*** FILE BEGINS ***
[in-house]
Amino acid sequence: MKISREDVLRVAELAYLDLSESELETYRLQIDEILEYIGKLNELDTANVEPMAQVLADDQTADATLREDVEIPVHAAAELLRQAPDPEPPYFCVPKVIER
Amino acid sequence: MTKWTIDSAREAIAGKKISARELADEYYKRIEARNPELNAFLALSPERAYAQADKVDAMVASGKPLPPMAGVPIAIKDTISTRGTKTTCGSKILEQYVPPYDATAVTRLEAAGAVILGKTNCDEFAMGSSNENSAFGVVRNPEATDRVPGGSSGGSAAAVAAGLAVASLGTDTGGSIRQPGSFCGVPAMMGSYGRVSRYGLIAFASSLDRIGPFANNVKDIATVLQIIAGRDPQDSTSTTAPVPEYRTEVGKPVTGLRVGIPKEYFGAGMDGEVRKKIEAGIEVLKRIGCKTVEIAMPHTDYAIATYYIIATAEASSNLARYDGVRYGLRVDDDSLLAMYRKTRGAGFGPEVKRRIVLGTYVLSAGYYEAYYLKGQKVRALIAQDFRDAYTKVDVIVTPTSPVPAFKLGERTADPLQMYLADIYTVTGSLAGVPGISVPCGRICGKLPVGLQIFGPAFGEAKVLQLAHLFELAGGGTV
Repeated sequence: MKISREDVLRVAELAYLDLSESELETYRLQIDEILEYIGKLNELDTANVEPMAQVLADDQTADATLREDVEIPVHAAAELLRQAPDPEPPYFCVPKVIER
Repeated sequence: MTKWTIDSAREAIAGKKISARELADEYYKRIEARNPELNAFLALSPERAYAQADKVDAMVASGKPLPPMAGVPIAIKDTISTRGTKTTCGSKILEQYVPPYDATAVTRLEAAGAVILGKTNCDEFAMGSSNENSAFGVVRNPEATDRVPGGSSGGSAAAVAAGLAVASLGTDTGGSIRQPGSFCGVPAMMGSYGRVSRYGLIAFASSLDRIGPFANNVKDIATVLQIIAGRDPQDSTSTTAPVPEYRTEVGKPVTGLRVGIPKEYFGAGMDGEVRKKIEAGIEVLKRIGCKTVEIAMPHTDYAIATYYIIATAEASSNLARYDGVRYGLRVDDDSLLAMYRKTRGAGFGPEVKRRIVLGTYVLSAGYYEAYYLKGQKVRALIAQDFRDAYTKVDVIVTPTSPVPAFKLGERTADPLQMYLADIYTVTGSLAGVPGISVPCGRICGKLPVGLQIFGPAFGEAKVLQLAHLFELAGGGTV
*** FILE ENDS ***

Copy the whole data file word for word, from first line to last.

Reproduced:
[in-house]
Amino acid sequence: MKISREDVLRVAELAYLDLSESELETYRLQIDEILEYIGKLNELDTANVEPMAQVLADDQTADATLREDVEIPVHAAAELLRQAPDPEPPYFCVPKVIER
Amino acid sequence: MTKWTIDSAREAIAGKKISARELADEYYKRIEARNPELNAFLALSPERAYAQADKVDAMVASGKPLPPMAGVPIAIKDTISTRGTKTTCGSKILEQYVPPYDATAVTRLEAAGAVILGKTNCDEFAMGSSNENSAFGVVRNPEATDRVPGGSSGGSAAAVAAGLAVASLGTDTGGSIRQPGSFCGVPAMMGSYGRVSRYGLIAFASSLDRIGPFANNVKDIATVLQIIAGRDPQDSTSTTAPVPEYRTEVGKPVTGLRVGIPKEYFGAGMDGEVRKKIEAGIEVLKRIGCKTVEIAMPHTDYAIATYYIIATAEASSNLARYDGVRYGLRVDDDSLLAMYRKTRGAGFGPEVKRRIVLGTYVLSAGYYEAYYLKGQKVRALIAQDFRDAYTKVDVIVTPTSPVPAFKLGERTADPLQMYLADIYTVTGSLAGVPGISVPCGRICGKLPVGLQIFGPAFGEAKVLQLAHLFELAGGGTV
Repeated sequence: MKISREDVLRVAELAYLDLSESELETYRLQIDEILEYIGKLNELDTANVEPMAQVLADDQTADATLREDVEIPVHAAAELLRQAPDPEPPYFCVPKVIER
Repeated sequence: MTKWTIDSAREAIAGKKISARELADEYYKRIEARNPELNAFLALSPERAYAQADKVDAMVASGKPLPPMAGVPIAIKDTISTRGTKTTCGSKILEQYVPPYDATAVTRLEAAGAVILGKTNCDEFAMGSSNENSAFGVVRNPEATDRVPGGSSGGSAAAVAAGLAVASLGTDTGGSIRQPGSFCGVPAMMGSYGRVSRYGLIAFASSLDRIGPFANNVKDIATVLQIIAGRDPQDSTSTTAPVPEYRTEVGKPVTGLRVGIPKEYFGAGMDGEVRKKIEAGIEVLKRIGCKTVEIAMPHTDYAIATYYIIATAEASSNLARYDGVRYGLRVDDDSLLAMYRKTRGAGFGPEVKRRIVLGTYVLSAGYYEAYYLKGQKVRALIAQDFRDAYTKVDVIVTPTSPVPAFKLGERTADPLQMYLADIYTVTGSLAGVPGISVPCGRICGKLPVGLQIFGPAFGEAKVLQLAHLFELAGGGTV